'Process' more than a buzzword for U.S. team
February 25, 2015
By Brian Wacker, PGATOUR.COM
- U.S. Captain Davis Love III is welcoming more communication from players prior to the 2016 Ryder Cup. (David Cannon/Getty Images)
PALM BEACH GARDENS, Fla. -- On the surface, it might appear the PGA of America didn’t stray far from tradition with its selection of Davis Love III as the 2016 Ryder Cup Captain.
In some ways it didn’t -- Love has a deep connection to the organization and has led the U.S. before. But dig only a little bit and it was evident that no stone was left unturned, no question was a bad question, no idea was a bad idea.
Playing alternate-shot matches during a tournament week?
“One thing Phil (Mickelson) is good at is organizing matches,” Love said.
What about a playing captain or vice captain?
“I don't think there's any reason to say no, and there's certainly no reason to say that's not a good idea if it ever happened in the future,” added PGA of America CEO Pete Bevacqua.
Hear what past, present and future Ryder Cup team members have to say?
“Process” was used 27 times during Tuesday’s press conference, and “input” another 10. They were more than buzzwords.
Mickelson said his two biggest frustrations to come out of the Americans’ 16 1/2-11 1/2 loss at Gleneagles was that captain Tom Watson took “zero input” from the players and there was “zero continuity” through the year.
It added up to a third straight loss for the U.S., now 2-8 over the last 20 years in the biennial matches. But it was its most defeating yet based on the dysfunctional nature of it all.
Ultimately, it led to the forming of a task force, a new points system, a new number of and timing for captain’s picks and another new committee that includes Mickelson and Tiger Woods to keep the ideas coming.
Born out of that, too, was a new philosophy, new approach and new outlook.
“I wasn’t thinking that at the time,” Mickelson said when asked if the outcome was what he wanted following his verbal evisceration of Watson at Gleneagles. “But I'm excited about where we are now and I'm excited about where we are headed, the direction we are headed, not just into 2016 but really for the next 10 or 20 years.
“I'm excited about the next generation of players, Rickie (Fowler) and Jordan Spieth and Patrick Reed and guys that are going to be on the upcoming teams that will have input in who their captain (is), how it's captained, who the vice captains are and the entire process I think will be a very positive experience for all the players and very exciting opportunity over the next 10 Ryder Cups to hopefully improve on the record that we have been limping home with.”
Rickie Fowler said he's most excited about the open communication moving forward. (Mike Ehrmann/Getty Images).
As Tom Lehman put it, winning is a process. It doesn’t just happen, not since the Ryder Cup expanded to include the whole of Europe in 1979.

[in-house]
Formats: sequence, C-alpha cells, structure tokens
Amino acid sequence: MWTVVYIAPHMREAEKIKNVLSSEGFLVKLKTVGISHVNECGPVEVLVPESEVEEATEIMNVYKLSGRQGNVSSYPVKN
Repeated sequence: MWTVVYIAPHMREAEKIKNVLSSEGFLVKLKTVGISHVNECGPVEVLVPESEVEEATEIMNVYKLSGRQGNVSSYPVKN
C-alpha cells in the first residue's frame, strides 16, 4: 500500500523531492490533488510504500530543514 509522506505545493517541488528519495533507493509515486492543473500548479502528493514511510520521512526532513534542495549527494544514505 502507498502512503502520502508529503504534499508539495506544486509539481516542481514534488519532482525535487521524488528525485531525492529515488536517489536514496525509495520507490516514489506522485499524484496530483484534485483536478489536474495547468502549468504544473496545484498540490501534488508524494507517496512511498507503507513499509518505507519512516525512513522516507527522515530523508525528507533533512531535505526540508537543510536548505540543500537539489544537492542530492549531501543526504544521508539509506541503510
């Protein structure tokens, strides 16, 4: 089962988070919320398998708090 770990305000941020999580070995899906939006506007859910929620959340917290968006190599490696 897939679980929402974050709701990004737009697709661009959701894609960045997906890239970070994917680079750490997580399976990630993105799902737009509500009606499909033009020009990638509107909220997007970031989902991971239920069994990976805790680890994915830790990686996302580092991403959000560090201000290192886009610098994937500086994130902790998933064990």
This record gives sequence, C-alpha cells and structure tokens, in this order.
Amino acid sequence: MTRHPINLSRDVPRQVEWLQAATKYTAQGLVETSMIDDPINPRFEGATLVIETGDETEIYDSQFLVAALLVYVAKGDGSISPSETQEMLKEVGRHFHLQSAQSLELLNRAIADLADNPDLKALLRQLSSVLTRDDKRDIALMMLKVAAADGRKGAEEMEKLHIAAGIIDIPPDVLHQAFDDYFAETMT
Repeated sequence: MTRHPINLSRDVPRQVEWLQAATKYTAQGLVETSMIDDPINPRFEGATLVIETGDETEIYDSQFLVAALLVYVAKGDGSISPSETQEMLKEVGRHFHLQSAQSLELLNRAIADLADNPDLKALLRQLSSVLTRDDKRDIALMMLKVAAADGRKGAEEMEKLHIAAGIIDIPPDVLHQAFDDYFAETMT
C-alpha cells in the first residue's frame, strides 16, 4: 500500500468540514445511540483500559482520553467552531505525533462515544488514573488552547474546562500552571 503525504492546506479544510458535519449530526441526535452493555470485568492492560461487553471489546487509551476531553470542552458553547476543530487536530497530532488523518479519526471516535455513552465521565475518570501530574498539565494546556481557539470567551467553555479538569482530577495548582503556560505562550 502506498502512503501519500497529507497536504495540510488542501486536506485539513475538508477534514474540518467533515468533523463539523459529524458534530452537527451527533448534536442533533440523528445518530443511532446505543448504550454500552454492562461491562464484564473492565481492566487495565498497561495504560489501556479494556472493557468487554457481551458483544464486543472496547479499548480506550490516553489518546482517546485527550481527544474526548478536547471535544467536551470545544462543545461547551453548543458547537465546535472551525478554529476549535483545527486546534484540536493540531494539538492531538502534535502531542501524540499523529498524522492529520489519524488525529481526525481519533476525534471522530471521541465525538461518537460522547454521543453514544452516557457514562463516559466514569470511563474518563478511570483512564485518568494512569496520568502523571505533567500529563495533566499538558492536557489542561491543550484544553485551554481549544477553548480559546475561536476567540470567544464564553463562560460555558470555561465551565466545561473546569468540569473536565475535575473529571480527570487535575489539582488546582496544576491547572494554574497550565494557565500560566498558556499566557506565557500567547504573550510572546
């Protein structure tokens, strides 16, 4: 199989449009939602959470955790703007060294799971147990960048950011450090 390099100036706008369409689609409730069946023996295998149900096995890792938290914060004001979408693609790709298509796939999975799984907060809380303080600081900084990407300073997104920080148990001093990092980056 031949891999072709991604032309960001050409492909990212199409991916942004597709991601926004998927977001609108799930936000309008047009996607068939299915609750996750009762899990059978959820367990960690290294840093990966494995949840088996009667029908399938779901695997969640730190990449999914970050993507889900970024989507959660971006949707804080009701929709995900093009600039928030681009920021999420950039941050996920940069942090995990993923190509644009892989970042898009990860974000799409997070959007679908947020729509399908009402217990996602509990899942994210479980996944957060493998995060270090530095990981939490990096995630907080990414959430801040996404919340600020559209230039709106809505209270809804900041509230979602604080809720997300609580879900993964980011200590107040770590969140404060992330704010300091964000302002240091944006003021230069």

“We have never really had a process,” said Lehman, whose Ryder Cup resume includes three stints as a player and another as a captain. “We do now and I think that's the thing that's most exciting.”
Part of that process was soliciting that other buzzword: Input.
"We all feel like we can communicate better, can voice our opinion and feel like we are all invested in the team,” said Rickie Fowler, a member of the task force who can help speak for the game’s 20-somethings. “That way when we go out there and show up tournament week, we're all playing together to win or we're all going to be there and lose together. We're together no matter what. The communication and everyone feeling like they are a part of the team and have an influence on what's going to happen, and how we win or lose, it's just setting ourselves up for success.”
Another part of that process was the task force discussing what it wanted in a captain rather than who. Once it got around to the latter, the conversation kept coming back to one name: Love’s.
He is respected and popular among his peers, takes a simple approach, can connect with the game’s youth and is willing and capable of learning from past mistakes (his or those of others).
"Part of the vision is if you're saying you'll do whatever it takes to be successful, what does that mean exactly?” Lehman said. “It means you'll do whatever it takes to be successful. If that means going to Minneapolis for a couple days for the next couple summers to learn the course more, then you do it. The vision needs someone to promote it, to sell it, to say, 'Hey you guys, this is what we're doing. I expect you guys to put your money where your mouth is and do it.'
“I think guys like Jordan Spieth and Patrick Reed have gotten a taste of it and they don't want to lose. They want to win. The combination of young guys with talent who don't like to lose, who haven't really experienced much losing and don't have a legacy of it, they're like, 'I love this idea of starting something new.' ”